One: Gleaning was a law, i.e. government regulation. Government regulation can be an excellent thing for the fair minded business owner because it creates a level playing field by forcing everyone to do the right thing, a right thing that assists the poor. I may want to pay my workers higher living wages, but I literally cannot because my competition does not, (can you say Wallmart) and frankly I as a business owner, particularly a small business owner, may not be getting rich, I'm barely making it. So I really can't pay what I ought to pay my workers, and make any profit in many instances. But when the government mandates an even playing field, one that includes fair and living wages, then I can do the right thing, the thing I want to do, and compete with my competitors based on other real factors. Things like cutting costs (other than in the payroll), quality, or innovation.

Two: Gleaning involved work on the part of the poor. They had to literally get up and go get their food. There is a place for free handouts, say from the church as a way of mediating grace, or for those that literally can actually not work, but the principle of gleaning involves working for your food, as one generally should. (Unfortunately, so many in this country are working over 40hrs/wk and still hardly making it. For those people, we find the church and government compensating for the evils of the "market".)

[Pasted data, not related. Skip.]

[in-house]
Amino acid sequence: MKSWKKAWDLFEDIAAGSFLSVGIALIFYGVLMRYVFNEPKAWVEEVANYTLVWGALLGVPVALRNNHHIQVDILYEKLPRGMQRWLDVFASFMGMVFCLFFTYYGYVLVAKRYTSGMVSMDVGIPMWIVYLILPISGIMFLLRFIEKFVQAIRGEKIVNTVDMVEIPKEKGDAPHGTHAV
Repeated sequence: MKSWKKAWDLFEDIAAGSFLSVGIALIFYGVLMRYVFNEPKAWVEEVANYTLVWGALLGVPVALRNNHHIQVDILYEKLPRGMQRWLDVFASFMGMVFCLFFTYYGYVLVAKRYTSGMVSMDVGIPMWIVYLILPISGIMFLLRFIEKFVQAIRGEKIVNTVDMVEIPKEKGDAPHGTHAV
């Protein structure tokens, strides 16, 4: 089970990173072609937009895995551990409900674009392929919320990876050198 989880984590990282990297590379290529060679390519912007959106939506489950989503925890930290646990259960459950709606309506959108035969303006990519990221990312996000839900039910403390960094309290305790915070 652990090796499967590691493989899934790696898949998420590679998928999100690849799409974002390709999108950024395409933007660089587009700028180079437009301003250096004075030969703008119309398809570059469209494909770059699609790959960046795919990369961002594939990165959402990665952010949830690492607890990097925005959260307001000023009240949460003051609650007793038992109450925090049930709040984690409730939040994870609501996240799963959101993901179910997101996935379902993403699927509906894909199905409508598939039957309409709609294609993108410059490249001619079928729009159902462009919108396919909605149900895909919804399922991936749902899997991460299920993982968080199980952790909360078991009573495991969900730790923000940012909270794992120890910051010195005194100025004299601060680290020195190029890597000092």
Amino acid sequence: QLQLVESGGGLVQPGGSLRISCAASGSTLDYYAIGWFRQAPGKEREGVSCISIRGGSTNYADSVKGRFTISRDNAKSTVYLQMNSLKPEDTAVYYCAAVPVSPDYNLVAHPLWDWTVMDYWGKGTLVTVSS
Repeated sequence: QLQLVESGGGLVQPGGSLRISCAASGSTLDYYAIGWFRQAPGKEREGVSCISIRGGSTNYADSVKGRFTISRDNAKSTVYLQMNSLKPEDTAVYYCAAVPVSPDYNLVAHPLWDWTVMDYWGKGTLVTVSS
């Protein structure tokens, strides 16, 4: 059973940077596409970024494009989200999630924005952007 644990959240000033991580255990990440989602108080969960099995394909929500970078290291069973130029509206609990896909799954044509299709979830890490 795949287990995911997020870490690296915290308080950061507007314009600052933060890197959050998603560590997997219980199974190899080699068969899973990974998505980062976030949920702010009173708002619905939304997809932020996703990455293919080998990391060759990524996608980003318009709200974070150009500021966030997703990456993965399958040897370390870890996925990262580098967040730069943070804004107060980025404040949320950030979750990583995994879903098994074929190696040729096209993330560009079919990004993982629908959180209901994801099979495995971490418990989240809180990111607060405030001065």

Three: Where did this "charity", this free food that was gleaned come from? From a profit. Profit is not a bad thing. Neither is wealth put to work, (i.e. money invested and/or gaining interest) It is wealth squandered on indulgences and the laziness and entertainment of the wealthy while others starve that is evil and which God condemns with the strictest penalties.